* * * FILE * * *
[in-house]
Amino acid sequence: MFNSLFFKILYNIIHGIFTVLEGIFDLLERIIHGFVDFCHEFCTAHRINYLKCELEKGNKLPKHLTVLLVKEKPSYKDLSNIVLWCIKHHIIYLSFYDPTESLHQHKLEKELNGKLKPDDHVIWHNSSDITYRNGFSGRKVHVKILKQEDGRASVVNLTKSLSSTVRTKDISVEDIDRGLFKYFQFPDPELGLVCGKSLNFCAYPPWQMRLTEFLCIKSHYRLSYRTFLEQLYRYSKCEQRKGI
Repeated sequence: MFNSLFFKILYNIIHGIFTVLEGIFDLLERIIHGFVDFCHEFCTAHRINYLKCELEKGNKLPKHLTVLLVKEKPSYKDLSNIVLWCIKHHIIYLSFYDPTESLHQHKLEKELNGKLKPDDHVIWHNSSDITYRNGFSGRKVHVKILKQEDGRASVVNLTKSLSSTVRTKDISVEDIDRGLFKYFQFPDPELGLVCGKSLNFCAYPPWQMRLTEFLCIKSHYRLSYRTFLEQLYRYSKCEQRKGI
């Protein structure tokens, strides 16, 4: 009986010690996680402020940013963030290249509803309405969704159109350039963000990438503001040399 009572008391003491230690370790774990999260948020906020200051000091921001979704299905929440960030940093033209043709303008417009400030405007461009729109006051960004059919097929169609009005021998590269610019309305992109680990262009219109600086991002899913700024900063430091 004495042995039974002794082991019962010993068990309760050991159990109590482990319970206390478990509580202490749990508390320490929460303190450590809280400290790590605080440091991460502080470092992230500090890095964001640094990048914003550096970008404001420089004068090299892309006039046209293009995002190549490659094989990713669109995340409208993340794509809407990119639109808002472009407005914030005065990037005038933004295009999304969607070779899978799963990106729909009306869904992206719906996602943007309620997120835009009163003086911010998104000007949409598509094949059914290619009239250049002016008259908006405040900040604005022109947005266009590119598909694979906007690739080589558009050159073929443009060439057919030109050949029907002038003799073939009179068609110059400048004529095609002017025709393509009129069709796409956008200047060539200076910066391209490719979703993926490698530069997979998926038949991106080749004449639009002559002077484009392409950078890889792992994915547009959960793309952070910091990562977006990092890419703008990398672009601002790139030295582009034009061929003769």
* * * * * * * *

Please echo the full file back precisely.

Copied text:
[in-house]
Amino acid sequence: MFNSLFFKILYNIIHGIFTVLEGIFDLLERIIHGFVDFCHEFCTAHRINYLKCELEKGNKLPKHLTVLLVKEKPSYKDLSNIVLWCIKHHIIYLSFYDPTESLHQHKLEKELNGKLKPDDHVIWHNSSDITYRNGFSGRKVHVKILKQEDGRASVVNLTKSLSSTVRTKDISVEDIDRGLFKYFQFPDPELGLVCGKSLNFCAYPPWQMRLTEFLCIKSHYRLSYRTFLEQLYRYSKCEQRKGI
Repeated sequence: MFNSLFFKILYNIIHGIFTVLEGIFDLLERIIHGFVDFCHEFCTAHRINYLKCELEKGNKLPKHLTVLLVKEKPSYKDLSNIVLWCIKHHIIYLSFYDPTESLHQHKLEKELNGKLKPDDHVIWHNSSDITYRNGFSGRKVHVKILKQEDGRASVVNLTKSLSSTVRTKDISVEDIDRGLFKYFQFPDPELGLVCGKSLNFCAYPPWQMRLTEFLCIKSHYRLSYRTFLEQLYRYSKCEQRKGI
């Protein structure tokens, strides 16, 4: 009986010690996680402020940013963030290249509803309405969704159109350039963000990438503001040399 009572008391003491230690370790774990999260948020906020200051000091921001979704299905929440960030940093033209043709303008417009400030405007461009729109006051960004059919097929169609009005021998590269610019309305992109680990262009219109600086991002899913700024900063430091 004495042995039974002794082991019962010993068990309760050991159990109590482990319970206390478990509580202490749990508390320490929460303190450590809280400290790590605080440091991460502080470092992230500090890095964001640094990048914003550096970008404001420089004068090299892309006039046209293009995002190549490659094989990713669109995340409208993340794509809407990119639109808002472009407005914030005065990037005038933004295009999304969607070779899978799963990106729909009306869904992206719906996602943007309620997120835009009163003086911010998104000007949409598509094949059914290619009239250049002016008259908006405040900040604005022109947005266009590119598909694979906007690739080589558009050159073929443009060439057919030109050949029907002038003799073939009179068609110059400048004529095609002017025709393509009129069709796409956008200047060539200076910066391209490719979703993926490698530069997979998926038949991106080749004449639009002559002077484009392409950078890889792992994915547009959960793309952070910091990562977006990092890419703008990398672009601002790139030295582009034009061929003769």